Be Wiser When You First Start Your Career – In Dire Industry, it is More Difficult to Find Success!

It was decades back, and I needed to decide on which university courses to enroll. My parents are uneducated and my elder siblings are diploma grads back then. They cannot help much in my decision.


My childhood ambition is to be lawyer. Unfortunately, coming from poverty-stricken family and living in a less than desirable estate with hokkien or mandarin speaking environment, my “England is not powderful” enough for me to be a lawyer. This is despite my photographic memory and good analytical and debating abilities.
I then look to my second choice as an architect. I did my research and find out that I probably need 8-10 years in university and apprenticeship, before I can earn enough. “My mum will be so old by then”, I thought!


It was in the nineties and Singapore had so many developments ahead and engineers were highly sought after.  The newspapers headlined on the good prospects of being an Engineer by our government.
Wow… I exclaimed!
Being a teenager with limited experience in life, I heeded our government’s advice! Looking back, I think it was not a very a good piece of advice!
Just go and ask all those who are still working as Engineer today? How many Engineering Head can you have, heading in a pool of engineers?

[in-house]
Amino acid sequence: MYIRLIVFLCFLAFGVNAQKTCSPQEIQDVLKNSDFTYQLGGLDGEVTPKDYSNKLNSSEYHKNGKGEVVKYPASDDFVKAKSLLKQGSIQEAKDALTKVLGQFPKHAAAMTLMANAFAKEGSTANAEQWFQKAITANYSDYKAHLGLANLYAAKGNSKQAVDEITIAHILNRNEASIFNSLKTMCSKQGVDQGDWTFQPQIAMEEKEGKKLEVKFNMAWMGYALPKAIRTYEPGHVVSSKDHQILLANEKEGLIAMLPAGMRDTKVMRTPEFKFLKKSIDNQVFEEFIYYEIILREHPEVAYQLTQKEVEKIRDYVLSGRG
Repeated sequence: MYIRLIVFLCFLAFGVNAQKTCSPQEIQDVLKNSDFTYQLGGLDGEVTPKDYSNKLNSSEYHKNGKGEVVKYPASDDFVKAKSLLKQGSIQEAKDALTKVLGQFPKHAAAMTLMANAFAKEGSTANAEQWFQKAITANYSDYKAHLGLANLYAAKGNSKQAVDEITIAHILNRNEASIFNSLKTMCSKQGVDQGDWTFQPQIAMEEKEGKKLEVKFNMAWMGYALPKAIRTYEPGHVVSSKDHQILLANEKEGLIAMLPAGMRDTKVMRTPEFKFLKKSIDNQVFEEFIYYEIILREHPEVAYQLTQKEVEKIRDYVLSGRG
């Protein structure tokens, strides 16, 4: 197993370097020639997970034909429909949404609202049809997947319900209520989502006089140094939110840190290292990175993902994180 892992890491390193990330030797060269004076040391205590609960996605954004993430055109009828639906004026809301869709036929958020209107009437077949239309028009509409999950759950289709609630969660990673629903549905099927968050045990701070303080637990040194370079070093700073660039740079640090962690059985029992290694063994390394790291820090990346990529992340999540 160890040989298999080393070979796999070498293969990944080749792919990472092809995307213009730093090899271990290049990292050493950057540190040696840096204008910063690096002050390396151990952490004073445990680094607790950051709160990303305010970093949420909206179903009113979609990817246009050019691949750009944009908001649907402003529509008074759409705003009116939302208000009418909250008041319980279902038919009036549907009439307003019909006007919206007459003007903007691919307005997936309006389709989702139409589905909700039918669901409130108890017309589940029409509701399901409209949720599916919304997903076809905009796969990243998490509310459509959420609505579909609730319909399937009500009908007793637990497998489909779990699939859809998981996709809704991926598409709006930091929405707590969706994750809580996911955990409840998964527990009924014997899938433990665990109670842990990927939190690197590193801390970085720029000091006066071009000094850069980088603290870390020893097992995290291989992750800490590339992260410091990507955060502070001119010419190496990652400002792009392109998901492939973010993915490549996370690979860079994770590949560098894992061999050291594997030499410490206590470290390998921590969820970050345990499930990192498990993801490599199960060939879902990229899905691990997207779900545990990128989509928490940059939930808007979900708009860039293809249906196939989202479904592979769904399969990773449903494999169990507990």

Government’s objective is always with respect to the country. It is impossible for them to cater to your individual career future. Back in 90s to mid 2000s, they probably need many Electronic, Mechanical and Civil Engineers, but after that… hmmm….
Ok, things do change….


Consider if most of my university friends who graduated in Engineering, who are still working as Engineers in electronics, mechanical and manufacturing (marine, aerospace, industrial) or civil and construction industry;
Do you think majority of them will have an edge in their career? Or will they somewhat stuck if in their mid-career stage?
Do you think they will have better salaries and benefits, compared to those in banking and finance and real estate or digital sectors?
Even if you are very capable and hardworking, if you are in a dire industry that render your companies in losses or little profits for many years, your career will see less success and populated by more frustrations comparatively. And even if you find success, the remuneration will be considerably lesser than the better earning industries.
For example, manufacturing, F&B and also hotels are sectors that highly competitive with lower margin. Hence, it will be very difficult for companies in these sectors to pay you too well.